Advertisements

About michaelhastings

Journalist
This entry was posted in Uncategorized. Bookmark the permalink.

4 Responses to Is Osama in Afghanistan? (And does it matter anymore if we kill him?)

  1. Michael Peck says:

    We’re suffering from Bin Laden fatigue. Too many alleged “sightings” over the years. I occasionally wonder if he’s still alive, and Al Qaeda has been cleverly deceiving us all these years.

    Either way, Bin Laden has had his 15 minutes of infamy. He is now an irrelevancy. After eight years in a cave, the younger jihadists would probably consider him an anachronism.

  2. libtree09 says:

    It certainly would have made a point if we managed to nail the man within the time frame that brought us Saddam, it would have been a quick lesson in justice or at least good old fashioned Wyatt Earp “…don’t f**k with us” moment.

    However, the effort to nail this guy reminds me of another historical reference when a President sent our greatest general of the time, Pershing, to catch another terrorist who dared thread on us, one Poncho Villa. We sent the most technological advanced force into the Mexican deserts and mountains while Poncho just laughed at us. Never found the guy, never got close enough to fire those fancy machine guns.

    I, for one, would like us to catch the guy. Would it cause more problems than it is worth? Does the guy have some great CIA stories to relate? Who knows but it is a bit of an embarrassment to Bush and to Wilson in the past who finally just said screw it and sent an exhausted army home leaving Poncho to his own devices.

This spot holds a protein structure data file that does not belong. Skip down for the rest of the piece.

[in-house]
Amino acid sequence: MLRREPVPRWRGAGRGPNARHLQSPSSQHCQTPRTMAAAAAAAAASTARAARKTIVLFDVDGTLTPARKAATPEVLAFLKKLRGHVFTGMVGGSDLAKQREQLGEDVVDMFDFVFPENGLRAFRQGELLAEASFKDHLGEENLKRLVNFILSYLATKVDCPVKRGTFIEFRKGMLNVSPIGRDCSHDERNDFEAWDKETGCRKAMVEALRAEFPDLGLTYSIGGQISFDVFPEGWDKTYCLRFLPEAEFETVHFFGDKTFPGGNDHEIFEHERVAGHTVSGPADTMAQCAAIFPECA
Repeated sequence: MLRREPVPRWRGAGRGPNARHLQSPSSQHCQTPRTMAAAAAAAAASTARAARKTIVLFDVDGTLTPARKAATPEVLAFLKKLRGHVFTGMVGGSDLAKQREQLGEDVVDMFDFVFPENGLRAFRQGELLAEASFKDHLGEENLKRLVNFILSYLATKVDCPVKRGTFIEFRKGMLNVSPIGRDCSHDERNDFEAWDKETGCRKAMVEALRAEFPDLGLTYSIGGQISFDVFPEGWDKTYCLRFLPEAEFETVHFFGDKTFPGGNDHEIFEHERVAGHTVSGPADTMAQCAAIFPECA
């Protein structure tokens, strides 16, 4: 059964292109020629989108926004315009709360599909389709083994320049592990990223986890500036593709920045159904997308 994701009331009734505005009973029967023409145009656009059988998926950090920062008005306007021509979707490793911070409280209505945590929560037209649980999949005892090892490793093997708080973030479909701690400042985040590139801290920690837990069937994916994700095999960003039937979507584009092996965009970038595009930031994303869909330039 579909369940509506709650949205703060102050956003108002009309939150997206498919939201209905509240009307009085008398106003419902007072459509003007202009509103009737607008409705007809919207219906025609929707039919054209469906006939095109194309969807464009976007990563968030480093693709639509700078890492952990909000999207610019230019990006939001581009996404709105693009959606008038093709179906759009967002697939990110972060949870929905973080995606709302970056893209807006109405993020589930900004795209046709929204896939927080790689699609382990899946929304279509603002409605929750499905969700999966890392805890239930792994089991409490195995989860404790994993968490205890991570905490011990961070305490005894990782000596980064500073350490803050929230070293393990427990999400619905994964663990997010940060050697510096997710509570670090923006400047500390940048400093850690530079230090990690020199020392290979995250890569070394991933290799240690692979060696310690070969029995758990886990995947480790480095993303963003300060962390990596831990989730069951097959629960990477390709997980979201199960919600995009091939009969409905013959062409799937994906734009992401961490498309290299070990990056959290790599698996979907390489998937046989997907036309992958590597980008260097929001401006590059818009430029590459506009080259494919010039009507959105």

3. chuckebeling says:

    I agree Michael. Our “revenge” has already cost us thousands of lives, and hundreds of thousands in the middle east, not to mention the trillion or so dollars. The way we’ve gone about it has also cost us the respect of much of the free world, and in the not-so-free regions too. If Bin Laden should be captured, let’s put him in a room with Dick Cheney. I assume Cheney will roll out his inquisition kit.

  4. Brian In NYC says:

    “would Afghanistan still matter?””

    Yes it still matters and in my opinion has nothing to with the future of Eurasia. Something that seems to get lost in this discussion of Afghanistan and something I find very disturbing in my fellow liberals is the little concern shown for the future of the Afghans (especially the females). I’ve yet to hear a valid argument for abandoning the people of Afghanistan to the Taliban. I’d like for at least one of my fellow liberals to explain to me why the people of Afghanistan deserve any less of our compassion and concern than say for example the people of Darfur or Rwanda.

Leave a Reply

Fill in your details below or click an icon to log in:

WordPress.com Logo

You are commenting using your WordPress.com account. Log Out / Change )

Twitter picture

You are commenting using your Twitter account. Log Out / Change )

Facebook photo

You are commenting using your Facebook account. Log Out / Change )

Google+ photo

You are commenting using your Google+ account. Log Out / Change )

Connecting to %s